“Hold, Brother!”  The Knight of the Throne finally burst out loudly.  His name was already in the book.  He was beyond caring what fine might be levied against his considerable bank account. The burly historian narrowed his blue eyes in consternation.  Sir Argonne was known for his hot temper and rigid sense of morality which applied only to the non-French members of the Council.

“I yield the floor to my Brother out of concern for his financial future,” Dambretti nodded and smiled wickedly at the distraught man. The rivalry between them had started during Napoleon Bonaparte’s despotic career.  Argonne had actually supported the little tyrant in Council, supposing him to be nothing more than an over zealous countryman who would soon calm down.  Dambretti had attributed the man’s idiotic reasoning to sympathy from one short Frenchman for another.

“Speak, Sir Argonne,” d’Brouchart turned the floor over to the Chevalier du Trône and resumed his seat.  Dambretti remained standing as the man rose to face him across the table. 

“The scripture he quotes has nothing to do with the love of women,” Argonne began and looked up and down the table in dismay.  “The history of the Order clearly shows that involvement with the weaker sex has always led to the most devastating of consequences.  I can recite endless accounts of such associations leading to nothing but despair and regret.  Did not Brother Ramsay’s transgressions with this woman lead to deadly consequences already?  Who among us does not still mourn the death of our beloved Thomas?  If Sir Ramsay’s intentions were honorable, then how was it that we were required to administer the Twelve of Twelve to reward his actions?  Can we not readily assume that his sins, though punished, are not regretted?  That he glories in his transgressions and would re-live them with our blessings?”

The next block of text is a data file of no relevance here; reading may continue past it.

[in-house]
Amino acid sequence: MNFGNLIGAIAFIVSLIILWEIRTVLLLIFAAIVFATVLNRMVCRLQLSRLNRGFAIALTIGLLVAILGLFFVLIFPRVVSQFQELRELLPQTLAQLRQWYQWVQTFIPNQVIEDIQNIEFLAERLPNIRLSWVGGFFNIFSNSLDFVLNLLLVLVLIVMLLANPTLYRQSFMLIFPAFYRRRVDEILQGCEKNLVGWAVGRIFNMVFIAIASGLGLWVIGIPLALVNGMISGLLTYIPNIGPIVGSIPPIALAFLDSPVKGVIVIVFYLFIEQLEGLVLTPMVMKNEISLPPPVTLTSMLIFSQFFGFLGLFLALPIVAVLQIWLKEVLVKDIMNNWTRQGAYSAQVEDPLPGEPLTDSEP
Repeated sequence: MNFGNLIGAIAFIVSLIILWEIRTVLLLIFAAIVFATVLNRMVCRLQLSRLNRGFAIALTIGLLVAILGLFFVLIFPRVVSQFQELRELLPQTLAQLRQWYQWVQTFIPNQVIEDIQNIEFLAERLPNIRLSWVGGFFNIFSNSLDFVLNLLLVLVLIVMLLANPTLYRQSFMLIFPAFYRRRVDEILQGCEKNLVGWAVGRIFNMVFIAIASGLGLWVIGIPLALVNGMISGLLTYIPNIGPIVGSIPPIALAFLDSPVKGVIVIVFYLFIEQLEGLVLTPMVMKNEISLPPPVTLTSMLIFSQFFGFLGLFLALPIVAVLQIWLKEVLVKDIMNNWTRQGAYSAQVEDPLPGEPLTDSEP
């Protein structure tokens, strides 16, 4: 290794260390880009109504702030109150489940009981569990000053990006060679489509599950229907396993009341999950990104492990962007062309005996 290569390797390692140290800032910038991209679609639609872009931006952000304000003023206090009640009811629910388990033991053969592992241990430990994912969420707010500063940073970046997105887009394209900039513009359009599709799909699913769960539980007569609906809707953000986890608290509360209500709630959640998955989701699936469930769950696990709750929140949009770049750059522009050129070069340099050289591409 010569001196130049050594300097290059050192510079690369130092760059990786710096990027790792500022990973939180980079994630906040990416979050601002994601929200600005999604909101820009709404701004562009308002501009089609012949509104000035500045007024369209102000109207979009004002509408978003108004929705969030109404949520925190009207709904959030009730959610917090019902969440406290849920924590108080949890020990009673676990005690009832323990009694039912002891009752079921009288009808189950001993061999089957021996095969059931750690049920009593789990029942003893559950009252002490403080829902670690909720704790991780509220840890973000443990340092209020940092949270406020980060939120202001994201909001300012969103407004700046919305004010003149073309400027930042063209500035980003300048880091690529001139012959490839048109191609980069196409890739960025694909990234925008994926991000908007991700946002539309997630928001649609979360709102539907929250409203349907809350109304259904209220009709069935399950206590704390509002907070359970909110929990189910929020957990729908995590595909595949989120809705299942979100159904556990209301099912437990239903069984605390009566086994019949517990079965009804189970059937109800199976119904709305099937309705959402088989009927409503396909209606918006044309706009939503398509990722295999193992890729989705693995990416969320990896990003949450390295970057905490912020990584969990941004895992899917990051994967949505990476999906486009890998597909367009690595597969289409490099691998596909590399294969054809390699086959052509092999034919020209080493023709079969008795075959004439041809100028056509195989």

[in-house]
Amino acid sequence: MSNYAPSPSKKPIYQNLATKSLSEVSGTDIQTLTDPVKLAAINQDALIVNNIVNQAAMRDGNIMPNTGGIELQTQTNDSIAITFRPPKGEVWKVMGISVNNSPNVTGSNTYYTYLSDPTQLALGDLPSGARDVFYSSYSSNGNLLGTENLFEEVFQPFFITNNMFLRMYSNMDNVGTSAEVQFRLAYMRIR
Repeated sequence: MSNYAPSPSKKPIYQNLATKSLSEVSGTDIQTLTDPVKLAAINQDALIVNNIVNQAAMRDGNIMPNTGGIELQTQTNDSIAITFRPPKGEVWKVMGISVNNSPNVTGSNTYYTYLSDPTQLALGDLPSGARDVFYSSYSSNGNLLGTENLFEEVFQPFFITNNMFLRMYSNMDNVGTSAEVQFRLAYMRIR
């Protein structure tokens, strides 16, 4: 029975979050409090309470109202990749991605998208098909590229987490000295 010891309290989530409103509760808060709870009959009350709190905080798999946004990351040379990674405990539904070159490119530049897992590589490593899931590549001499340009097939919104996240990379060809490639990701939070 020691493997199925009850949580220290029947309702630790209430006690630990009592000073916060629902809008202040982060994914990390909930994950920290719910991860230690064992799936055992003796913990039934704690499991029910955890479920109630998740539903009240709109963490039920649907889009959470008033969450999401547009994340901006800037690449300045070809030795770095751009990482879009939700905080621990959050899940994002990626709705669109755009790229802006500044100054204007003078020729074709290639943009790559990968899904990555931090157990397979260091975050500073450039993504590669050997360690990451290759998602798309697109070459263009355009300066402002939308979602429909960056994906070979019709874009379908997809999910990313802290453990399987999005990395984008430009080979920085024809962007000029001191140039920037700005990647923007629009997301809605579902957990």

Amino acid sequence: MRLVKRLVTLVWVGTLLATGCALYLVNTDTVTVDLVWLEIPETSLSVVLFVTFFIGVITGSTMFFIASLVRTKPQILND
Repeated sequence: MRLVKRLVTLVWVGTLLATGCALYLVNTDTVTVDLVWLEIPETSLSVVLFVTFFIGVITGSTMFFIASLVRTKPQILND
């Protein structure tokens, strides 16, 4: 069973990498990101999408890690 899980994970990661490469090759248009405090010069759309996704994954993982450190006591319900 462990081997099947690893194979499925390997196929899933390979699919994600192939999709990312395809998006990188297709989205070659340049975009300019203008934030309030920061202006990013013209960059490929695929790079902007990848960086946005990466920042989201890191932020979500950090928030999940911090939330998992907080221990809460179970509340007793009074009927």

The Apocalyptic Knight pounded the table.

“Ritter von Hetz,” d’Brouchart recognized the dark Knight quickly, hoping for some relief and Dambretti sat down.  Argonne stood sputtering for the space of few short moments and then sat down as the Knight of the Apocalypse rose from his chair and leaned his knuckles on the table, regarding them all, one by one, from beneath his dark brows.

“Brothers! I must remind you all in the presence of our beloved Brother Ramsay that he was not being punished for his transgressions with the woman in question.  His sins were confessed and forgiven long before he came to accept the judgment of the Master of this Council. It was I who shrove him of those sins on the hilltop in America.  The incident to which Master Argonne refers was not a result of his action or inaction in America.  He was found guilty of altogether separate charges to which he freely confessed upon being questioned. And those crimes were committed in ignorance for the greater part in circumstances extant at the time.  He was convicted by his own admission of a crime or rather, of crimes committed in times long past.  He cannot be convicted again and these crimes can no longer be held against him now, nor legally brought to the attention of this Council. He suffered his punishment as befitting a noble Knight of this assembly.  We will not be reminded of them!”  

The Red Cross of Gold II:. The King of Terrors, Templar Fiction, $2.99 at Amazon.com, also available at Smashwords and in paperback.  The first book of the series The Knight of Death is currently free at Smashwords.

The King of Terrors http://www.smashwords.com/books/view/3236

Brendan Carroll @ Smashwords http://www.smashwords.com/books/search?query=Brendan+Carroll